If our sam local invoke command is still running and listening for a debug client, we can now run our launch config in the debug-UI of VSCode.

VSCode Debugger Screenshot

If we click the run button, VSCode should attach itself to the SAM CLI process, which is indicated by a red info-bar at the bottom of VSCode.

VSCode highlights the line with our breakpoint.

VSCode Breakpoint Highlight Screenshot

And the debugger sidebar in VSCode should show the currently scoped variables, like event and context.

VSCode Debugger Sidebar Screenshot

Bonus: NPM Script

To streamline the whole process a little bit, we can also use an NPM script to run our SAM CLI command.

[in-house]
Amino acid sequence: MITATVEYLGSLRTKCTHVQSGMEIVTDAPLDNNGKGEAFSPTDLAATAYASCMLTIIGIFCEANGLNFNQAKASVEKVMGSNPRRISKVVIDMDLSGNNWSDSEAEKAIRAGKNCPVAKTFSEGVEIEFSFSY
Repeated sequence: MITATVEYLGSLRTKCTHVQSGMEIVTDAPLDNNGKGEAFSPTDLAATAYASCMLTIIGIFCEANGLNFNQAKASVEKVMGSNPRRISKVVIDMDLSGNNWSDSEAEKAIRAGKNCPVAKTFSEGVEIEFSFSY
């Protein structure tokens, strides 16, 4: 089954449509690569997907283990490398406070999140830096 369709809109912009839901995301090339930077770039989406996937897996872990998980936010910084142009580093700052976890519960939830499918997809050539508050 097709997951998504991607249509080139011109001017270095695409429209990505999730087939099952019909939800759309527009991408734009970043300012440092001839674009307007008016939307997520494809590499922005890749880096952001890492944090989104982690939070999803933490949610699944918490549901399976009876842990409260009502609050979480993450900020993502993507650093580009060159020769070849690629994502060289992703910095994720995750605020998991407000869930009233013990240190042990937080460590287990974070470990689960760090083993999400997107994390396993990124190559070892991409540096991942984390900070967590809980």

To make this work, we need to initialize an NPM project inside of our project directory.

$ npm init -y

Then open the new package.json and add a line to the scripts section.

"scripts": {
  "hello-world": "sam local invoke -d 9999 HelloWorldFunction -e "

This script runs the SAM CLI in debug mode and expects a path to a JSON event file.

So we can go from this:

$ sam local invoke -d 9999 HelloWorldFunction -e event.json

To to the much more concise:

$ npm run hello-world -- event.json

The -- ensures that the following event.json argument is passed to the SAM CLI and not to NPM.


The SAM CLI tool makes debugging, and testing of Lambda functions easy. It integrates with all popular IDEs and debug-UIs via a standard debug protocol so we can use the tools we like.

The fact that it uses Docker in the background relieves us from the tremendous burden that comes with the setup of testing and debugging environments and ensures that we end up with something that resembles the cloud in which our function will run at the end.